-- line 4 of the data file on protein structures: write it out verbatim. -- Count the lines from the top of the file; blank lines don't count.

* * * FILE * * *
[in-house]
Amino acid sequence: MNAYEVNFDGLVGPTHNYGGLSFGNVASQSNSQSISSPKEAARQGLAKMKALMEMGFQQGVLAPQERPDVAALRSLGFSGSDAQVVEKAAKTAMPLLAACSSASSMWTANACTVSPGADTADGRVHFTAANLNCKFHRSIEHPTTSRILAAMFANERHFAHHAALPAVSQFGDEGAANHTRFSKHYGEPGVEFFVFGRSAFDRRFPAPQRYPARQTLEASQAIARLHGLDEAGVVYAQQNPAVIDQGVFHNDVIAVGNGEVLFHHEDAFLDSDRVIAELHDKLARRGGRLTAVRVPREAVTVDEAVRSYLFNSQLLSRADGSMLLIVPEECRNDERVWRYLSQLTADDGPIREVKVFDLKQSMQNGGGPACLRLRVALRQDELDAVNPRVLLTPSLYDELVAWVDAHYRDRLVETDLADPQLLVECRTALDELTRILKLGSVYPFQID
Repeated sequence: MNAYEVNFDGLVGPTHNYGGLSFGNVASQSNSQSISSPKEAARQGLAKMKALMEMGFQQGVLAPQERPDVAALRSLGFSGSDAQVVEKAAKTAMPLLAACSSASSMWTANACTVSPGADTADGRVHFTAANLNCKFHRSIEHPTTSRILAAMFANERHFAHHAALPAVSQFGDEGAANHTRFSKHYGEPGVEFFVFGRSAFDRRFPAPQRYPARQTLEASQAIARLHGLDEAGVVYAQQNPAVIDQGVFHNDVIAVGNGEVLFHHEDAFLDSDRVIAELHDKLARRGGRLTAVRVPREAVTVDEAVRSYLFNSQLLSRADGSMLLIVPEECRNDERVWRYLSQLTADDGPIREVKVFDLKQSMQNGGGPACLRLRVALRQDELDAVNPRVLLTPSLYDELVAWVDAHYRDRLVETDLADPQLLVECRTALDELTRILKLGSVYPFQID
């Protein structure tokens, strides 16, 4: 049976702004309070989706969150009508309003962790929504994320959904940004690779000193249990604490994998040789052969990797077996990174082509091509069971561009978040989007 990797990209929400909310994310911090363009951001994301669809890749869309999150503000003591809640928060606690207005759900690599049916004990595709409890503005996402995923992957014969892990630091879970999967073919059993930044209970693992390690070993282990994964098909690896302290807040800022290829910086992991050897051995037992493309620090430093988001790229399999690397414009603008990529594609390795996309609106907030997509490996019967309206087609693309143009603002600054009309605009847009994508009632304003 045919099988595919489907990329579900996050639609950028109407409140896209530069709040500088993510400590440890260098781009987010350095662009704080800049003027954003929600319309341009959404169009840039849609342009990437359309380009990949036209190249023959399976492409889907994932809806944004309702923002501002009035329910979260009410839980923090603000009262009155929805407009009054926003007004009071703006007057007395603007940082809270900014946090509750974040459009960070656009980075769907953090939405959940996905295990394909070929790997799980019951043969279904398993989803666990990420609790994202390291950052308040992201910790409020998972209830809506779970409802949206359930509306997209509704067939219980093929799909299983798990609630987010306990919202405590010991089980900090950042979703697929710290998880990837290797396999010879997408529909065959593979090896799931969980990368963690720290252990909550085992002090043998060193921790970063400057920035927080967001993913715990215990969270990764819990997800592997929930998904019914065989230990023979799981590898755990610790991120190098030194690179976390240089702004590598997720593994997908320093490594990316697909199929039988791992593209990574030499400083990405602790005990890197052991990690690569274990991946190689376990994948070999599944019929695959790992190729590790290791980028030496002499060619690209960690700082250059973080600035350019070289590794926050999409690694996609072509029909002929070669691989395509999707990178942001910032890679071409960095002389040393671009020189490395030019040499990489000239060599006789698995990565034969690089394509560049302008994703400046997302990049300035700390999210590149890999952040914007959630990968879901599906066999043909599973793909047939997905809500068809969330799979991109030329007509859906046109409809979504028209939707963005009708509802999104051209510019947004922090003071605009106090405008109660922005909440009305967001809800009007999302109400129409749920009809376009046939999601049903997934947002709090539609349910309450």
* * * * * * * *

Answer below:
């Protein structure tokens, strides 16, 4: 049976702004309070989706969150009508309003962790929504994320959904940004690779000193249990604490994998040789052969990797077996990174082509091509069971561009978040989007 990797990209929400909310994310911090363009951001994301669809890749869309999150503000003591809640928060606690207005759900690599049916004990595709409890503005996402995923992957014969892990630091879970999967073919059993930044209970693992390690070993282990994964098909690896302290807040800022290829910086992991050897051995037992493309620090430093988001790229399999690397414009603008990529594609390795996309609106907030997509490996019967309206087609693309143009603002600054009309605009847009994508009632304003 045919099988595919489907990329579900996050639609950028109407409140896209530069709040500088993510400590440890260098781009987010350095662009704080800049003027954003929600319309341009959404169009840039849609342009990437359309380009990949036209190249023959399976492409889907994932809806944004309702923002501002009035329910979260009410839980923090603000009262009155929805407009009054926003007004009071703006007057007395603007940082809270900014946090509750974040459009960070656009980075769907953090939405959940996905295990394909070929790997799980019951043969279904398993989803666990990420609790994202390291950052308040992201910790409020998972209830809506779970409802949206359930509306997209509704067939219980093929799909299983798990609630987010306990919202405590010991089980900090950042979703697929710290998880990837290797396999010879997408529909065959593979090896799931969980990368963690720290252990909550085992002090043998060193921790970063400057920035927080967001993913715990215990969270990764819990997800592997929930998904019914065989230990023979799981590898755990610790991120190098030194690179976390240089702004590598997720593994997908320093490594990316697909199929039988791992593209990574030499400083990405602790005990890197052991990690690569274990991946190689376990994948070999599944019929695959790992190729590790290791980028030496002499060619690209960690700082250059973080600035350019070289590794926050999409690694996609072509029909002929070669691989395509999707990178942001910032890679071409960095002389040393671009020189490395030019040499990489000239060599006789698995990565034969690089394509560049302008994703400046997302990049300035700390999210590149890999952040914007959630990968879901599906066999043909599973793909047939997905809500068809969330799979991109030329007509859906046109409809979504028209939707963005009708509802999104051209510019947004922090003071605009106090405008109660922005909440009305967001809800009007999302109400129409749920009809376009046939999601049903997934947002709090539609349910309450």